GraphicConverter, the all round greatest graphics application ever created for Classic and Mac OS X, outside of Photoshop (and a bargain at 1/20th the price of Photoshop) also does lossless rotate. You can either turn on or off Auto Rotate (in the Preferences panel at the top under Digital Camera. You can subsequently strip the autorotate tag (contextual menu under JPEG) and rotate by hand yourself, or in the same jpeg contextual menu, there is even a Rotate depending on EXIF command.*
If you’re an iView MediaPro 3.1.1 user (I’m not sure it would be as easy in earlier versions), there’s a second solution. It’s a bit complicated the first time but once fully setup works a treat.
- Leave Auto Rotate on in your camera.
- Download the images.
- Have an initial look at the pictures. Throw away any large batch for which you have no use at all.
- Make sure all remaining images are visible (Command-E or Find Menu > Show All).
- Create a find which searches for all images whose filename ends in jpg and whose orientation is greater than 0.
- Save that Find as a set for future use under the name Find Jpegs to Rotate. <- optional
- Select them all (Command-A).
- Right-click and choose Default Orientation from the bottom of the contextual menu.
- This will show you the real orientation of your jpeg photos – at least if it will show if they are Portrait or Landscape and if they are Landscape, it will show you which way you made the camera vertical. Depending on the camera and lens, I actually do it differently. Most of the time the photos end up 90 degrees counter clockwise, but not always.
- Based on what you see, select the Action Menu > JPEG Rotate (it’s about 8 items down) and choose to rotate 90º clockwise or 90º counterclockwise.
If you shoot a lot of photos, the above routine is probably more efficient than turning off Auto Rotate in your camera and selecting by eye. If you don’t shoot so many photos it’s probably better off just to turn off Auto Rotate and do it by hand (what I used to do).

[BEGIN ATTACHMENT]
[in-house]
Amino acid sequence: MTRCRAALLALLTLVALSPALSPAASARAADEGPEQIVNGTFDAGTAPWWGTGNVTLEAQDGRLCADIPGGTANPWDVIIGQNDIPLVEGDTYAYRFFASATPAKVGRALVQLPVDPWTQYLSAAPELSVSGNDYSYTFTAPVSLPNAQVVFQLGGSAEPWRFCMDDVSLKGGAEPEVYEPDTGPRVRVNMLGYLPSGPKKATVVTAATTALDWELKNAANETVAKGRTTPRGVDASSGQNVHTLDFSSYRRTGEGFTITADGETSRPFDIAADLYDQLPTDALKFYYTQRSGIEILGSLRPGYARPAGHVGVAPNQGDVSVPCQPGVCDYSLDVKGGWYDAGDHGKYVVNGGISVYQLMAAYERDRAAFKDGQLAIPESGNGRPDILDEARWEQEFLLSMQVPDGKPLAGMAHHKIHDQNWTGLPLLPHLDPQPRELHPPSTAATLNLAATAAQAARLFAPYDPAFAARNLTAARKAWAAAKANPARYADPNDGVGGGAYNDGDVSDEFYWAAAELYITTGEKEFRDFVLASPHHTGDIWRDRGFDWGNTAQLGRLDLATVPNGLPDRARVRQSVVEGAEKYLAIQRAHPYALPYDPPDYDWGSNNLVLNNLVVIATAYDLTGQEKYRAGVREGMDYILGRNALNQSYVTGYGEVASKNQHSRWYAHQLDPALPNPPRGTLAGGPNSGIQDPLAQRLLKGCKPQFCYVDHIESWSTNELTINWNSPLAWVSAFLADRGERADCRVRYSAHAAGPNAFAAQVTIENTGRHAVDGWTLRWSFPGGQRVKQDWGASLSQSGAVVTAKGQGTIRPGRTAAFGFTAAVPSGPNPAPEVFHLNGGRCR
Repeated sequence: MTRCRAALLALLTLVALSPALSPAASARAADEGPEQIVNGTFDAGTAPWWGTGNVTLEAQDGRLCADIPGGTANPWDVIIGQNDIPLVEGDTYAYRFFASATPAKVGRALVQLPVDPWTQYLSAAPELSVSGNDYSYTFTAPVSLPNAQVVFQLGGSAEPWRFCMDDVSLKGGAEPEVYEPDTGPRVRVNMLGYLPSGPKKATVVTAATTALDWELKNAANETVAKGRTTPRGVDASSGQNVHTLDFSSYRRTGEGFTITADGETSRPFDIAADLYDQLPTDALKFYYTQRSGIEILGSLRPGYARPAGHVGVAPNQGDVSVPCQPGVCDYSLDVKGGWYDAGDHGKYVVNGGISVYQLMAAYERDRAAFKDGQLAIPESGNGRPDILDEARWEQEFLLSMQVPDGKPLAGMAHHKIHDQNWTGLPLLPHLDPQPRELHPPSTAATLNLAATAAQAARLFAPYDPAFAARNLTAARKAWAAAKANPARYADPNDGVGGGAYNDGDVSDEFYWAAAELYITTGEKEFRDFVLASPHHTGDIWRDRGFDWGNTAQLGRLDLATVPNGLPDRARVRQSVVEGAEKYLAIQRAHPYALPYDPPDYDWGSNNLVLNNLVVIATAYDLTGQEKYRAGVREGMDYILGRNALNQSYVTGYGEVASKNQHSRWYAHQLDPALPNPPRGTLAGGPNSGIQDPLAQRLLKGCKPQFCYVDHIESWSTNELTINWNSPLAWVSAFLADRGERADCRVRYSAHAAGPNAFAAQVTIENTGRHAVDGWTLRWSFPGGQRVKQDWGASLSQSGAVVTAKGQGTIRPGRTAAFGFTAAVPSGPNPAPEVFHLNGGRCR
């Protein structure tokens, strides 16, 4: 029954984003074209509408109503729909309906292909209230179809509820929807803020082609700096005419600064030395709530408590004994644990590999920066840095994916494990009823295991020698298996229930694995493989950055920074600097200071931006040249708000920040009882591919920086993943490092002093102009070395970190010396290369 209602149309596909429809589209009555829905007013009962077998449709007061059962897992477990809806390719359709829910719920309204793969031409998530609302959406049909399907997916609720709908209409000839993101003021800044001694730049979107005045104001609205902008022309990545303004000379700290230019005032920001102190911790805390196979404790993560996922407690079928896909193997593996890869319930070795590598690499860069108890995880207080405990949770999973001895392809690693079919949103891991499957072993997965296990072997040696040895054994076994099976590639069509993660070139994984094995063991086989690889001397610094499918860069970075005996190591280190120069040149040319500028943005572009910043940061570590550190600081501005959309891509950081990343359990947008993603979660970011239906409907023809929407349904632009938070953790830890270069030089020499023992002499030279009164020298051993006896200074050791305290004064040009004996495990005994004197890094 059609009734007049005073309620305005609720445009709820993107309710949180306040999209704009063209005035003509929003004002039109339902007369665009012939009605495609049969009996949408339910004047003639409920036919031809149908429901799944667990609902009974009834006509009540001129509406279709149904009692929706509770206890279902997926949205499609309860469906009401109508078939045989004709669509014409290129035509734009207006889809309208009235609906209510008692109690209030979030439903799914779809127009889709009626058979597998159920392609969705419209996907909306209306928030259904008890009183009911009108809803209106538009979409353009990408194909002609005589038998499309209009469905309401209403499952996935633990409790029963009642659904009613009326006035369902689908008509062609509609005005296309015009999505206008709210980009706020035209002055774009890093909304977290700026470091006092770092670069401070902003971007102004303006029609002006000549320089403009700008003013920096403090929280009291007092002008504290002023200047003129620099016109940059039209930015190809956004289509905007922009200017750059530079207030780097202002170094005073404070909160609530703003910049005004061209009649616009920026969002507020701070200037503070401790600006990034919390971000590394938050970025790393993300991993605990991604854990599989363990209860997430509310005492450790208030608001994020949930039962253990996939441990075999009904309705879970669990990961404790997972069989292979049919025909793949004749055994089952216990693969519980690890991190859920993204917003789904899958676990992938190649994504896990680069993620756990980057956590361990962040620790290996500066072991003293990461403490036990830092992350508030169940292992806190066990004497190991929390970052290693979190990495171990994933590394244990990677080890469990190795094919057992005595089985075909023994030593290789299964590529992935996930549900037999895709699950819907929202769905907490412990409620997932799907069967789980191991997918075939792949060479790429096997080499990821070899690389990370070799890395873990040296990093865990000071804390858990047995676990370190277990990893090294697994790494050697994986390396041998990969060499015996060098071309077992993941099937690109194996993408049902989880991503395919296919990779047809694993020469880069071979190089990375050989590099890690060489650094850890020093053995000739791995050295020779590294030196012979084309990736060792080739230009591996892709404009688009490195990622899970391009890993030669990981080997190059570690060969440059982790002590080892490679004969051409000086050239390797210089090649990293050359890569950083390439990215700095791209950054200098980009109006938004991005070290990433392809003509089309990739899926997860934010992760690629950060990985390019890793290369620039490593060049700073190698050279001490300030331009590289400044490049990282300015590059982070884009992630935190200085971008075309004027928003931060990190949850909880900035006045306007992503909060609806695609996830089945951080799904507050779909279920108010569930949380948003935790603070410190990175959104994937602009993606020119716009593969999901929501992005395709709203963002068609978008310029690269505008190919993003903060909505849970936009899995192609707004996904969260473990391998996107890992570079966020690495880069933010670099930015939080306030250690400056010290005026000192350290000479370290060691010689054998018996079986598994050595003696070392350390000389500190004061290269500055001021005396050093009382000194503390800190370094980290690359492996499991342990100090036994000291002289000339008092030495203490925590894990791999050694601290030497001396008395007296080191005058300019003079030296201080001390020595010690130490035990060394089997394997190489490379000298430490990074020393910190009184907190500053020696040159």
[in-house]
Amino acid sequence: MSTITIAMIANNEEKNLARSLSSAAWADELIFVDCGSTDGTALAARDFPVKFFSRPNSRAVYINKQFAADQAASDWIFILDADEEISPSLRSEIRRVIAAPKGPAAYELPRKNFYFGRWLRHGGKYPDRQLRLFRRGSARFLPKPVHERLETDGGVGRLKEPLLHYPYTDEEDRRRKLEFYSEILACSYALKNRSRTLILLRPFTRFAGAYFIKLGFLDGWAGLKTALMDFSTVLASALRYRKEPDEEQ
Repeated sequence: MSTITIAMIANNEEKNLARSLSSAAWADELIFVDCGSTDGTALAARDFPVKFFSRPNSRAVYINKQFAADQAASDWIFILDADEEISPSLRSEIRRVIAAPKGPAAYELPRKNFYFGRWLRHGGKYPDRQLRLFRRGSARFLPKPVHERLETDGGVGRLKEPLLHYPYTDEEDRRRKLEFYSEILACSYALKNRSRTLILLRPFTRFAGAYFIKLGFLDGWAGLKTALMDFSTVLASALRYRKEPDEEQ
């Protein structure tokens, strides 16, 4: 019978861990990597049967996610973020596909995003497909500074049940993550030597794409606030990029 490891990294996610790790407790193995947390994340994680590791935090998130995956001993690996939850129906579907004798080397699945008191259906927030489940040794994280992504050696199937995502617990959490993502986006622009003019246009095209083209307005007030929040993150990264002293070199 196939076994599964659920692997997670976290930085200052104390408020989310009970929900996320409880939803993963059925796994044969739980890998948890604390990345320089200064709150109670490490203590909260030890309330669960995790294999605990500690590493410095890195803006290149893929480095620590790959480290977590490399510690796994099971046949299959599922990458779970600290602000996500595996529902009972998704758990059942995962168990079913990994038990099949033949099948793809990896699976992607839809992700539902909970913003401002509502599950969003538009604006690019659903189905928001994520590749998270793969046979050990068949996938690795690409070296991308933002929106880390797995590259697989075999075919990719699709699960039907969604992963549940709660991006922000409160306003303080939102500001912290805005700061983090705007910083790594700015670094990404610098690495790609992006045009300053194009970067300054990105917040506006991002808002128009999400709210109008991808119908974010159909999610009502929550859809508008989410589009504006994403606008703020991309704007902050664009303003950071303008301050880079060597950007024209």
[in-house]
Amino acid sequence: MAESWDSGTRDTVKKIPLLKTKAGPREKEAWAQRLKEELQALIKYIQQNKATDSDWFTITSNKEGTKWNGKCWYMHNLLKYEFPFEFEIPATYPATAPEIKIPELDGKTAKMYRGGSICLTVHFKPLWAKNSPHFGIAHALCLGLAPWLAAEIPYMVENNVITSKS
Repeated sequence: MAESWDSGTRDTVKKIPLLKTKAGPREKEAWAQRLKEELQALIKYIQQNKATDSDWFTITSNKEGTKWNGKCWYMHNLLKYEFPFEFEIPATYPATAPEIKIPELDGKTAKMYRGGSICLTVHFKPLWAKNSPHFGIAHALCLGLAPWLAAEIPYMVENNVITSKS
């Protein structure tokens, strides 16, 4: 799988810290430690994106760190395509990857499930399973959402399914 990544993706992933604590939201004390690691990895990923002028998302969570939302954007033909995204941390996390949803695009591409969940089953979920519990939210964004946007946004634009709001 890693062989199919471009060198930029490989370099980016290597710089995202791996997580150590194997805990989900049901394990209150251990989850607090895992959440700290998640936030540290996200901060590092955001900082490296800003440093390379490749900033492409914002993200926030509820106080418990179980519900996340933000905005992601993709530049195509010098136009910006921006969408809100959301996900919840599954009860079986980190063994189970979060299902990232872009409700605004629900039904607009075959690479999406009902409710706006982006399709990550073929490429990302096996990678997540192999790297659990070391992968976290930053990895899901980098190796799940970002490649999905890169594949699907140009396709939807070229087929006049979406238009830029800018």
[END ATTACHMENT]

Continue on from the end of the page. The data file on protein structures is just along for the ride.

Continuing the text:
iView MediaPro is a highly scriptable application so I’m sure somebody could turn the above (especially if you always shoot your Portrait shots the same way) into a single script. If anybody does create such a script, please let me know and I will either post the action script here or a link to it on your own site.
Back to the digital darkroom…
All photographs copyright Alec Kinnear/La Vie Viennoise. If anyone knows the Budapest girl in the photograph, please contact me – alec à uncoy.com as I would like her to have prints.
The above iView routine was inspired by a conversation between Old Toad and ermite in March of this year in the excellent iView MediaPro forums (they really let people tear the application apart there for the collective good, unlike the highly censored Apple forums for example). Thanks to those two gentlemen.
Some good general information on Image Browsers from Al Fasoldt. But I suggest you take his opinions with a large grain of salt, as he is much more of a computer guy than a photographer. He doesn’t seem to have the professional workflow in mind.
* Graphic Converter Mini-Review
I also found the interface very dated (and I liked OS 8 and 9). There are so many commands, it is hard to find the ones you need. Moreover GraphicConverter had trouble with my DNG files, not seeing the built-in JPEG previews and recalculating them all (although GraphicConverter handled the Canon 20D CR2 files much better). There’s even some very basic built-in RAW conversion functionality, although if developing your RAW files in GraphicConverter is your plan, you’d be much better off shooting jpegs and letting the camera software do the conversion: RAW conversion in GraphicConverter is both very basic and slow as molasses.
On the plus side, browsing large jpegs was much faster than in iView MediaPro. Without an option to catalogue and sortas I’ve seen in any program. It would be great if Lemke would redo the entire interface and add some cataloguing and evaluation tools, now that Microsoft has bought iView MediaPro and the market desperately needs a lightweight shareware alternative to heavyweights like Apple’s Aperture and Adobe’s Bridge and Lightroom.